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Vollmer, Hansen, Grevers, relay team bring drama to aquatics world

Updated: July 30, 2012 8:20AM

LONDON — There was serious drama Sunday at the Aquatic Center, but it sure wasn’t what was expected.

First, U.S. swimmer Dana Vollmer flew so fast through the final lap of her 100-meter butterfly that she not only rocketed from third place to first, winning by almost a second over silver medalist Ying Lu of China, but she set a world record in the process.

‘‘It’s hard to even put into words how excited I am,’’ the lithe 6-1 veteran from the University of California said. She couldn’t stop smiling as she pondered her winning time of 55.98, the only sub- 56-second clocking for a woman ever. Not only that, Vollmer’s record was one of the few that have been set since those ridiculous, and now-banned, rubber bodysuits began to turn the sport into a silly techno war.

Yet another surprise? As the pool announcer with the smooth-as-Tom Jones voice said, ‘‘A world record with her very first race in the UK!’’

Pip-pip, then. And blimey!

Another surprise came when U.S. team captain and 90-year-old man Brendan Hansen won a bronze medal in the 100-meter breaststroke. In two weeks, Hansen will actually turn just 31, but the affable fellow has had enough Olympic bad luck and retirement parties to suit any old mope.

‘‘It was a blessing,’’ Hansen said about simply making it back to the finals after quitting for three years after the 2008 Beijing Games. ‘‘It’s the shiniest bronze medal I’ve ever gotten.’’

Then we had suburban Chicago’s finest backstroker ever, Matt Grevers, roaring his way to the top spot heading into the 100-meter back final on Monday.

His 52.66 semi time put him within striking distance of Aaron Piersol’s four-year-old Olympic record of 52.54 and three-year-old world record of 51.94.

The 6-7 man with the size 17 shoes, paddle hands and sweetest demeanor on the team already has swum a 52.08, the second-fastest time ever. He just needs to crank one out during this Olympics to make his mark in history.

He’s confident but very wary.

‘‘I know some of those guys have a lot in the tank,’’ he said. ‘‘Camille Lacourt [the second-place qualifier from France] has not been giving his all. I consider him the favorite.  Just because I’m in the lead doesn’t mean it’s going to be easy.’’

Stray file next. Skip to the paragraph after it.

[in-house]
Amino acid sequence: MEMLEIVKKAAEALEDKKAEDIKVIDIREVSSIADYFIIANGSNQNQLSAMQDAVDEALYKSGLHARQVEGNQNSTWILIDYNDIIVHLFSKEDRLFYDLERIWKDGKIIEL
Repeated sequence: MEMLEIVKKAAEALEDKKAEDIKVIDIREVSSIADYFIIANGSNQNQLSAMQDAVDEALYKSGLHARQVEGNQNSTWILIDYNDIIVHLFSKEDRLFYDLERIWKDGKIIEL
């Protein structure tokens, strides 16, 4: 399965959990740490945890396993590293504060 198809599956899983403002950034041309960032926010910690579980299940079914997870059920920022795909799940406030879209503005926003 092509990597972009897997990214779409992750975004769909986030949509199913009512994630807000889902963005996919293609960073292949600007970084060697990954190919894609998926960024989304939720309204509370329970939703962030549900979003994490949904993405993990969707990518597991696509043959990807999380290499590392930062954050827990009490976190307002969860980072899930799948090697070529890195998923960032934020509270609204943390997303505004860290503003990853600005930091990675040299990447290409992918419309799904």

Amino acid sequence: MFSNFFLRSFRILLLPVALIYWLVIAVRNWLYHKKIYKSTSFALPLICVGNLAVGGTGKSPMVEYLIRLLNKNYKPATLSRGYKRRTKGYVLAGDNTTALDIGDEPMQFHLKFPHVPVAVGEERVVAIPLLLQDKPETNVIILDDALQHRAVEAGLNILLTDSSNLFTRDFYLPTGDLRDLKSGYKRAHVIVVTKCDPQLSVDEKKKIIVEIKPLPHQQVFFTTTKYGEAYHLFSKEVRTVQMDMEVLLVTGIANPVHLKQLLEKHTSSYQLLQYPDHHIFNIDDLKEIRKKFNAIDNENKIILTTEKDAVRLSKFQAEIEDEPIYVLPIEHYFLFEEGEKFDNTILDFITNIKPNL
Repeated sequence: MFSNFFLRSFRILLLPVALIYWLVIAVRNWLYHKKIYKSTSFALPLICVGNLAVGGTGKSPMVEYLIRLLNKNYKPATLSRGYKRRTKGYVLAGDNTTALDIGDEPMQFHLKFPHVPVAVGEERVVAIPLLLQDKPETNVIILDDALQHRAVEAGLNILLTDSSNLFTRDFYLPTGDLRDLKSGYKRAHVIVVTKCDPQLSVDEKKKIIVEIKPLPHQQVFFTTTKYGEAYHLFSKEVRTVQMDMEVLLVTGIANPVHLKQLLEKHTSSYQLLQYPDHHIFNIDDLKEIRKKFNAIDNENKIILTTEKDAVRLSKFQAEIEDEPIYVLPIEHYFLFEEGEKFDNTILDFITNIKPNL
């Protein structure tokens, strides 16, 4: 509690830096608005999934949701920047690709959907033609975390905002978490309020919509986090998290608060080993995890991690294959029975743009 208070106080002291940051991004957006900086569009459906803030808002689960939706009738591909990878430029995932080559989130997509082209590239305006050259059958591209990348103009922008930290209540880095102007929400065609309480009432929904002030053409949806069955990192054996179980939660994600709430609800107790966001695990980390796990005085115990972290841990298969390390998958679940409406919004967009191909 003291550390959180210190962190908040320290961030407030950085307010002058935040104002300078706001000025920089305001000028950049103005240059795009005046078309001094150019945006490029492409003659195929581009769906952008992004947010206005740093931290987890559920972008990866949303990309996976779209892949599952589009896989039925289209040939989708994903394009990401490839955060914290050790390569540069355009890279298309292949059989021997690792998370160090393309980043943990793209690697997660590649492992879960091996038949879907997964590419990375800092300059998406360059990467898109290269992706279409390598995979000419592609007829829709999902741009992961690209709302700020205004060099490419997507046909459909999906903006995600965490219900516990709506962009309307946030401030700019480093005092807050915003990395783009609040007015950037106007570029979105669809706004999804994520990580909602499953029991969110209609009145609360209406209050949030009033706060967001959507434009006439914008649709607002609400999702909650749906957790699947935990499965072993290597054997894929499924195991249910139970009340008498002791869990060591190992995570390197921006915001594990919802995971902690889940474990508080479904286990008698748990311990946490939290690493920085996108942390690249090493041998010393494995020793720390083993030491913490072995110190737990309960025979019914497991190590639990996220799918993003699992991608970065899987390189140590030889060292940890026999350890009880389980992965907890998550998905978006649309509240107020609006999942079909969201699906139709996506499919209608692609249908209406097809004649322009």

The Lake Forest High School and Northwestern grad thought more about possibilities.

‘‘That world record, it’s in my sights,’’ Grevers said. ‘‘Everything has to be perfect. But if everything goes perfectly, I think I have the capability to get that.

‘‘Aaron’s in town, just flew in today, and he’s been my idol for so long — he’s the greatest guy ever. So it would be really cool to get his record. He’s behind it, too. So it would just be a beautiful thing.’’

Not so beautiful was that fourth bit of drama — the U.S. men’s 400-meter free relay team.

Everyone in the sold-out, rocking venue was primed for a wild showdown between the U.S. team and its archrivals, the Australians, seemingly the best 400 team in the world this year. The race could’ve been a repeat of the Beijing Olympics’ relay when U.S. anchor Jason Lezak touched out feared French finisher Alain Bernard in one of the greatest swimming comebacks ever.

The U.S. team consisted of Nathan Adrian leading off, Michael Phelps second, Cullen Jones third and Ryan Lochte finishing up. With names such as Phelps and Lochte, how could things go wrong? The Aussies had hotshots with such nicknames as ‘‘The Missile’’ and ‘‘The Rocket’’ and ‘‘Nuclear Armageddon” (kidding about the last one). And, well, this was going to be some show.

It all came down to that last leg, too, with Lochte taking off before anybody. But it wasn’t Australian finisher James Roberts who detonated; it was Frenchman Yannick Agnel. The young sprinter nearly set the water on fire with a scorching 46.74 split, gaining a full second on Lochte and carrying the French team to the gold medal. The Russians finished third. And the cocky boys from Down Under came in fourth.

Grevers could’ve been chosen to swim on the relay-final team. He had swum in the morning prelims, and his time of 47.54 would turn out to be better than any of his U.S. mates in the final except for Phelps’ 47.15.

If Grevers had been picked, would it have made a difference, especially since the gold-starved Phelps is rapidly fading from superstardom?

‘‘It would’ve been a 20-minute turnaround [from his backstroke final],’’ said Grevers, who was informed by U.S. coaches in the afternoon that he was off the relay. ‘‘No hard feelings. You gotta gamble now.’’

Even if you crap out. On Monday, Grevers hopes to roll nothing but the perfect number.

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